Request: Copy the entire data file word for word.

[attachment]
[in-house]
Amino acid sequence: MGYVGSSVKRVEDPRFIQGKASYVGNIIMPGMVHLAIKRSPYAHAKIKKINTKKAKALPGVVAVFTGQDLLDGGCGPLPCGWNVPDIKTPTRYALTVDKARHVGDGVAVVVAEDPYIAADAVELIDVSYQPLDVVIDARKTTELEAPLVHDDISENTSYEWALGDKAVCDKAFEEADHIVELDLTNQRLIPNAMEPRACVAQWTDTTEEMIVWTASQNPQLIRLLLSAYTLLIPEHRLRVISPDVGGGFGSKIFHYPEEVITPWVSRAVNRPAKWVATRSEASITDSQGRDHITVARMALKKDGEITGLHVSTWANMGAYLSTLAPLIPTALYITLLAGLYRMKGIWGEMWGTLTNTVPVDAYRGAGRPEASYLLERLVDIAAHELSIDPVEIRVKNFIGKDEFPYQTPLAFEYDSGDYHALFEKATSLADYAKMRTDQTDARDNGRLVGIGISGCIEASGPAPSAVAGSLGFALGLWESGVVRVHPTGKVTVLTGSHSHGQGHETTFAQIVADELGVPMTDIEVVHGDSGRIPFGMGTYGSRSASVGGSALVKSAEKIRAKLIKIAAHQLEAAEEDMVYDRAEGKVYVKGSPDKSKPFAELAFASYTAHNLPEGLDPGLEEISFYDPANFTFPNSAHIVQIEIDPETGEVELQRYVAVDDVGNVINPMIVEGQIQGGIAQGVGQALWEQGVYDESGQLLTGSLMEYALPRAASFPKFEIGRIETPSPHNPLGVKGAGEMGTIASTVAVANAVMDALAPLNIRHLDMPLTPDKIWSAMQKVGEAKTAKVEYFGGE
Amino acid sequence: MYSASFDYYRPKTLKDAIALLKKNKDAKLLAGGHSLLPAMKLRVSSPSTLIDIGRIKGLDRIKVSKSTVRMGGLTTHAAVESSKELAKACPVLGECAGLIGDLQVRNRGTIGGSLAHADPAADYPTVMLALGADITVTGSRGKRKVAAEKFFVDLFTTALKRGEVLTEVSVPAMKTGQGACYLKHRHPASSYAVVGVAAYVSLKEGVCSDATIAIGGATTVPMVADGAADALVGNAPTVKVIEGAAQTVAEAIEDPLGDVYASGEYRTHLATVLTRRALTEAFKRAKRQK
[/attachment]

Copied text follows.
[in-house]
Amino acid sequence: MGYVGSSVKRVEDPRFIQGKASYVGNIIMPGMVHLAIKRSPYAHAKIKKINTKKAKALPGVVAVFTGQDLLDGGCGPLPCGWNVPDIKTPTRYALTVDKARHVGDGVAVVVAEDPYIAADAVELIDVSYQPLDVVIDARKTTELEAPLVHDDISENTSYEWALGDKAVCDKAFEEADHIVELDLTNQRLIPNAMEPRACVAQWTDTTEEMIVWTASQNPQLIRLLLSAYTLLIPEHRLRVISPDVGGGFGSKIFHYPEEVITPWVSRAVNRPAKWVATRSEASITDSQGRDHITVARMALKKDGEITGLHVSTWANMGAYLSTLAPLIPTALYITLLAGLYRMKGIWGEMWGTLTNTVPVDAYRGAGRPEASYLLERLVDIAAHELSIDPVEIRVKNFIGKDEFPYQTPLAFEYDSGDYHALFEKATSLADYAKMRTDQTDARDNGRLVGIGISGCIEASGPAPSAVAGSLGFALGLWESGVVRVHPTGKVTVLTGSHSHGQGHETTFAQIVADELGVPMTDIEVVHGDSGRIPFGMGTYGSRSASVGGSALVKSAEKIRAKLIKIAAHQLEAAEEDMVYDRAEGKVYVKGSPDKSKPFAELAFASYTAHNLPEGLDPGLEEISFYDPANFTFPNSAHIVQIEIDPETGEVELQRYVAVDDVGNVINPMIVEGQIQGGIAQGVGQALWEQGVYDESGQLLTGSLMEYALPRAASFPKFEIGRIETPSPHNPLGVKGAGEMGTIASTVAVANAVMDALAPLNIRHLDMPLTPDKIWSAMQKVGEAKTAKVEYFGGE
Amino acid sequence: MYSASFDYYRPKTLKDAIALLKKNKDAKLLAGGHSLLPAMKLRVSSPSTLIDIGRIKGLDRIKVSKSTVRMGGLTTHAAVESSKELAKACPVLGECAGLIGDLQVRNRGTIGGSLAHADPAADYPTVMLALGADITVTGSRGKRKVAAEKFFVDLFTTALKRGEVLTEVSVPAMKTGQGACYLKHRHPASSYAVVGVAAYVSLKEGVCSDATIAIGGATTVPMVADGAADALVGNAPTVKVIEGAAQTVAEAIEDPLGDVYASGEYRTHLATVLTRRALTEAFKRAKRQK